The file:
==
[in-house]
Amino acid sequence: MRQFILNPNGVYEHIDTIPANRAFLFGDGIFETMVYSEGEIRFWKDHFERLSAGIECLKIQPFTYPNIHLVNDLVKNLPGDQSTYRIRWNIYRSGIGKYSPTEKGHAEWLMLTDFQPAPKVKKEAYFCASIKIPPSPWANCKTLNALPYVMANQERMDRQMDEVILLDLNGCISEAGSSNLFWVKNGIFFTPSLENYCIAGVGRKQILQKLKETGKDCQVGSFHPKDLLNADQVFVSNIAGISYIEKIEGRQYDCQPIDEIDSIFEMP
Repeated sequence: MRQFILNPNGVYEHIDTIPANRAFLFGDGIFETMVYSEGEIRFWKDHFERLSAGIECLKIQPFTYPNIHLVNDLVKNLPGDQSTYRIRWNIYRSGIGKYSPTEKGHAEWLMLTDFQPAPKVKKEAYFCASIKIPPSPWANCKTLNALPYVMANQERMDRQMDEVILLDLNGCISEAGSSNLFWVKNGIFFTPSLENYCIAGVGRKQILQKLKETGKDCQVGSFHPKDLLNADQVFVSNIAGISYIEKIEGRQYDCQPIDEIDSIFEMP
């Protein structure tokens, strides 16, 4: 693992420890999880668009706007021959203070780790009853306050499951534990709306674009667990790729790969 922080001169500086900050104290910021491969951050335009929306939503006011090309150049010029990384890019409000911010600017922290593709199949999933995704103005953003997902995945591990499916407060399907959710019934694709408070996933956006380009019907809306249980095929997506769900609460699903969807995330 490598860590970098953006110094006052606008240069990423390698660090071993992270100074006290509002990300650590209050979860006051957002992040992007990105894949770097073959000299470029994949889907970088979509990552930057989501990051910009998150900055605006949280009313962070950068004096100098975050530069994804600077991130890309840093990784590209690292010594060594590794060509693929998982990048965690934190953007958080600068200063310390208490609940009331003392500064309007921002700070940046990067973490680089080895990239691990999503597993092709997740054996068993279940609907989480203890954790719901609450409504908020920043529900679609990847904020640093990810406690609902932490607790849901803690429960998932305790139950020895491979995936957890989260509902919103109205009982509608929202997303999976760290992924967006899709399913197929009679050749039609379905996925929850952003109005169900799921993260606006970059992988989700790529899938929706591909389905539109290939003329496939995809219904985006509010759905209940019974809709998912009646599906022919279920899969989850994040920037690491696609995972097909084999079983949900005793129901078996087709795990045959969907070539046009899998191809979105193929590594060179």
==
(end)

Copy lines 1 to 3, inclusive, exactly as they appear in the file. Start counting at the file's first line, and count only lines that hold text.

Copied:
[in-house]
Amino acid sequence: MRQFILNPNGVYEHIDTIPANRAFLFGDGIFETMVYSEGEIRFWKDHFERLSAGIECLKIQPFTYPNIHLVNDLVKNLPGDQSTYRIRWNIYRSGIGKYSPTEKGHAEWLMLTDFQPAPKVKKEAYFCASIKIPPSPWANCKTLNALPYVMANQERMDRQMDEVILLDLNGCISEAGSSNLFWVKNGIFFTPSLENYCIAGVGRKQILQKLKETGKDCQVGSFHPKDLLNADQVFVSNIAGISYIEKIEGRQYDCQPIDEIDSIFEMP
Repeated sequence: MRQFILNPNGVYEHIDTIPANRAFLFGDGIFETMVYSEGEIRFWKDHFERLSAGIECLKIQPFTYPNIHLVNDLVKNLPGDQSTYRIRWNIYRSGIGKYSPTEKGHAEWLMLTDFQPAPKVKKEAYFCASIKIPPSPWANCKTLNALPYVMANQERMDRQMDEVILLDLNGCISEAGSSNLFWVKNGIFFTPSLENYCIAGVGRKQILQKLKETGKDCQVGSFHPKDLLNADQVFVSNIAGISYIEKIEGRQYDCQPIDEIDSIFEMP